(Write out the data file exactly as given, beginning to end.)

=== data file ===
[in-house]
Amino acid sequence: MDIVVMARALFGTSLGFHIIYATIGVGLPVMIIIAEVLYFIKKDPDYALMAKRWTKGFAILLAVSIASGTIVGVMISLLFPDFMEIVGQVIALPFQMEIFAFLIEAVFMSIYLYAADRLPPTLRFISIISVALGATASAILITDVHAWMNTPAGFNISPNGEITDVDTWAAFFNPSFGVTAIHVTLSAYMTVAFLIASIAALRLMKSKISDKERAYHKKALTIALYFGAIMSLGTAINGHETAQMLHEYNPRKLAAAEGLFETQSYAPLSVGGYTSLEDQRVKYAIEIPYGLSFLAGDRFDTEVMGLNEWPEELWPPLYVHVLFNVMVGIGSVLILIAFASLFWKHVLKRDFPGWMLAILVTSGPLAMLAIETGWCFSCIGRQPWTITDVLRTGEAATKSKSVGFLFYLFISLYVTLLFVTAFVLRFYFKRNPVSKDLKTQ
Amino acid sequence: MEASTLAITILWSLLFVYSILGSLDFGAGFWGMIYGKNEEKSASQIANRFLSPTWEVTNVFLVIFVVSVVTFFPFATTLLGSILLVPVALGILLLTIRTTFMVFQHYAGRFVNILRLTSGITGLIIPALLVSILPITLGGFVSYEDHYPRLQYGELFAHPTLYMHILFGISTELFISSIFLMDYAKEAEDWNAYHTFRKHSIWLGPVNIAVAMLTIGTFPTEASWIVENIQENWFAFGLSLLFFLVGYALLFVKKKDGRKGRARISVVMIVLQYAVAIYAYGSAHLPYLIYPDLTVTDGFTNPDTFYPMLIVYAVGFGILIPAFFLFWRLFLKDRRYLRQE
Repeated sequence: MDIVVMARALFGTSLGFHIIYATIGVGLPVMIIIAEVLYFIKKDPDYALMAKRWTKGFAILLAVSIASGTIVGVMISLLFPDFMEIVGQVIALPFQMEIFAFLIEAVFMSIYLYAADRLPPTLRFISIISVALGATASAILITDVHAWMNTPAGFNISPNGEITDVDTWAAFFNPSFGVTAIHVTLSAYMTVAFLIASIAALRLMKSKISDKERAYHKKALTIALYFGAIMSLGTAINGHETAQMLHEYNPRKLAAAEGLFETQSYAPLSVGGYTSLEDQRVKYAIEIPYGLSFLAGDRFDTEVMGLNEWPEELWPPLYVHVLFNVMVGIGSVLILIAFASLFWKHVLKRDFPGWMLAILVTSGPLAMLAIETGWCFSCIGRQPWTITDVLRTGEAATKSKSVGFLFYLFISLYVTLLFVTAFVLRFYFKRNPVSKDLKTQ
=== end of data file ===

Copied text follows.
[in-house]
Amino acid sequence: MDIVVMARALFGTSLGFHIIYATIGVGLPVMIIIAEVLYFIKKDPDYALMAKRWTKGFAILLAVSIASGTIVGVMISLLFPDFMEIVGQVIALPFQMEIFAFLIEAVFMSIYLYAADRLPPTLRFISIISVALGATASAILITDVHAWMNTPAGFNISPNGEITDVDTWAAFFNPSFGVTAIHVTLSAYMTVAFLIASIAALRLMKSKISDKERAYHKKALTIALYFGAIMSLGTAINGHETAQMLHEYNPRKLAAAEGLFETQSYAPLSVGGYTSLEDQRVKYAIEIPYGLSFLAGDRFDTEVMGLNEWPEELWPPLYVHVLFNVMVGIGSVLILIAFASLFWKHVLKRDFPGWMLAILVTSGPLAMLAIETGWCFSCIGRQPWTITDVLRTGEAATKSKSVGFLFYLFISLYVTLLFVTAFVLRFYFKRNPVSKDLKTQ
Amino acid sequence: MEASTLAITILWSLLFVYSILGSLDFGAGFWGMIYGKNEEKSASQIANRFLSPTWEVTNVFLVIFVVSVVTFFPFATTLLGSILLVPVALGILLLTIRTTFMVFQHYAGRFVNILRLTSGITGLIIPALLVSILPITLGGFVSYEDHYPRLQYGELFAHPTLYMHILFGISTELFISSIFLMDYAKEAEDWNAYHTFRKHSIWLGPVNIAVAMLTIGTFPTEASWIVENIQENWFAFGLSLLFFLVGYALLFVKKKDGRKGRARISVVMIVLQYAVAIYAYGSAHLPYLIYPDLTVTDGFTNPDTFYPMLIVYAVGFGILIPAFFLFWRLFLKDRRYLRQE
Repeated sequence: MDIVVMARALFGTSLGFHIIYATIGVGLPVMIIIAEVLYFIKKDPDYALMAKRWTKGFAILLAVSIASGTIVGVMISLLFPDFMEIVGQVIALPFQMEIFAFLIEAVFMSIYLYAADRLPPTLRFISIISVALGATASAILITDVHAWMNTPAGFNISPNGEITDVDTWAAFFNPSFGVTAIHVTLSAYMTVAFLIASIAALRLMKSKISDKERAYHKKALTIALYFGAIMSLGTAINGHETAQMLHEYNPRKLAAAEGLFETQSYAPLSVGGYTSLEDQRVKYAIEIPYGLSFLAGDRFDTEVMGLNEWPEELWPPLYVHVLFNVMVGIGSVLILIAFASLFWKHVLKRDFPGWMLAILVTSGPLAMLAIETGWCFSCIGRQPWTITDVLRTGEAATKSKSVGFLFYLFISLYVTLLFVTAFVLRFYFKRNPVSKDLKTQ